The Forgotten Depression—1921: The Crash That Cured Itself, by James Grant. New York: Simon & Schuster, 2014. 281 pp., $28 (hardcover).
It is widely accepted today that economic downturns require massive “countercyclical” government interventions, such as increased government spending to “stimulate” the economy, and suppression of interest rates by the Federal Reserve to encourage business expansion, home sales, and the like. Government intervention, almost everyone believes, is necessary to rescue the economy, lest it cascade ever downward, throwing more and more people out of work and businesses into bankruptcy.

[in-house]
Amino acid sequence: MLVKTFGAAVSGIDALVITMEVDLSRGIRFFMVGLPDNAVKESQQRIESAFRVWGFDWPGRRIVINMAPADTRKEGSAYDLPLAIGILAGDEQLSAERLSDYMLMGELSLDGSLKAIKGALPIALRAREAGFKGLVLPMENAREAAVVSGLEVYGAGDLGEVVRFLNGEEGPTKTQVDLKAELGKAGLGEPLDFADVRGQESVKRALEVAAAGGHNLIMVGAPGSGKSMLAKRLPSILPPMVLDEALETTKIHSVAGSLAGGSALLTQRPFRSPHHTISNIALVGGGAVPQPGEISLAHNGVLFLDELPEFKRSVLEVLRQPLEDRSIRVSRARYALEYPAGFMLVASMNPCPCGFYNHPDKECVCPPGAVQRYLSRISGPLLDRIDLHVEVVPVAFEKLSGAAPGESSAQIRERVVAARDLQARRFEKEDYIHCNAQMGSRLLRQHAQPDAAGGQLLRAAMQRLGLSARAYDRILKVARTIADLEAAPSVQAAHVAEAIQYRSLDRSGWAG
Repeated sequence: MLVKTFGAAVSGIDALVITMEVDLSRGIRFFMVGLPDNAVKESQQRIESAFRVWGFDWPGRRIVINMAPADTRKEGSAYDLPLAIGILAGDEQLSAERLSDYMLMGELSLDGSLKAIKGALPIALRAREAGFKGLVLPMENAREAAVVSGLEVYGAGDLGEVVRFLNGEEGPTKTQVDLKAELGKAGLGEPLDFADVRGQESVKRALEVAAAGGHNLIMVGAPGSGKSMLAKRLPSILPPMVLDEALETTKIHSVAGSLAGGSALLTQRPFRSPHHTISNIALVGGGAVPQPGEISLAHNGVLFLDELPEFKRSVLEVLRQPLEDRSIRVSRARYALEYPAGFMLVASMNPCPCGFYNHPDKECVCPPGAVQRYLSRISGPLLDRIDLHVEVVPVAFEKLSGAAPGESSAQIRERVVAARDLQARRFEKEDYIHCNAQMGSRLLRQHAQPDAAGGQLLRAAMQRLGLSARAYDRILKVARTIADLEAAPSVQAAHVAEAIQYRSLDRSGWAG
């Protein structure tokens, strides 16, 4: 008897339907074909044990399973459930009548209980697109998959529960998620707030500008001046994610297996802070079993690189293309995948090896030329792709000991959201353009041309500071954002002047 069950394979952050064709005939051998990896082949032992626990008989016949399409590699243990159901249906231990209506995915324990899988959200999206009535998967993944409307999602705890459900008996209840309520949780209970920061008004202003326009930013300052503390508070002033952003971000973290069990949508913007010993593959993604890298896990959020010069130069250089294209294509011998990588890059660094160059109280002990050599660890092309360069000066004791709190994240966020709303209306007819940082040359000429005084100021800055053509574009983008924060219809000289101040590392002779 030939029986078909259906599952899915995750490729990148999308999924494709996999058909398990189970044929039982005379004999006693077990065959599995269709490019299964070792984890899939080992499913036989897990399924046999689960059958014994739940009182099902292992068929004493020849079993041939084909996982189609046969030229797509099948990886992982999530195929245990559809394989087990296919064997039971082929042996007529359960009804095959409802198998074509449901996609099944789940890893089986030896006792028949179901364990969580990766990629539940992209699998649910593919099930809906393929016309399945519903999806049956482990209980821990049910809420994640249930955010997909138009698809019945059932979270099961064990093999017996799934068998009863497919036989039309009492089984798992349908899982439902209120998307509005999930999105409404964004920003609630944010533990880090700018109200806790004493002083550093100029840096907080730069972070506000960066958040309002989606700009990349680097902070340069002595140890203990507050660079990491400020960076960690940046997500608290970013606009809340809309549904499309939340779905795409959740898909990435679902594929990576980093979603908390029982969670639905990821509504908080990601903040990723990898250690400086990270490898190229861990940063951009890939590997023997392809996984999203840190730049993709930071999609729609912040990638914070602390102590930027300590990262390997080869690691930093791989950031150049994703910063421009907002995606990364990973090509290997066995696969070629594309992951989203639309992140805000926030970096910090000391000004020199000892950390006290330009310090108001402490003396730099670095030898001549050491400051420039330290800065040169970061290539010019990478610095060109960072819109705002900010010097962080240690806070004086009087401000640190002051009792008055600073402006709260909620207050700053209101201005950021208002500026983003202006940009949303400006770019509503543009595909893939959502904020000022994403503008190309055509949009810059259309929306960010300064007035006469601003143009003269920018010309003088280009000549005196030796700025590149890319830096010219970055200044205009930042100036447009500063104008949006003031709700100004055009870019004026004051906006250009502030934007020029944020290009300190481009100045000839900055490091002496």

James Grant, the founder of Grant’s Interest Rate Observer, challenges that dogma. In The Forgotten Depression—1921: The Crash That Cured Itself, Grant tells the story of the economic slump of 1920–21, “America’s last governmentally unmedicated depression” (p. 1), and compares the results of the nonintervention to the downturn of 1929–30, which was met with massive intervention and subsequently collapsed into a great depression.
The seeds of the 1920–21 depression were sown by U.S. monetary policy surrounding World War I. The wartime price increases were initially . . .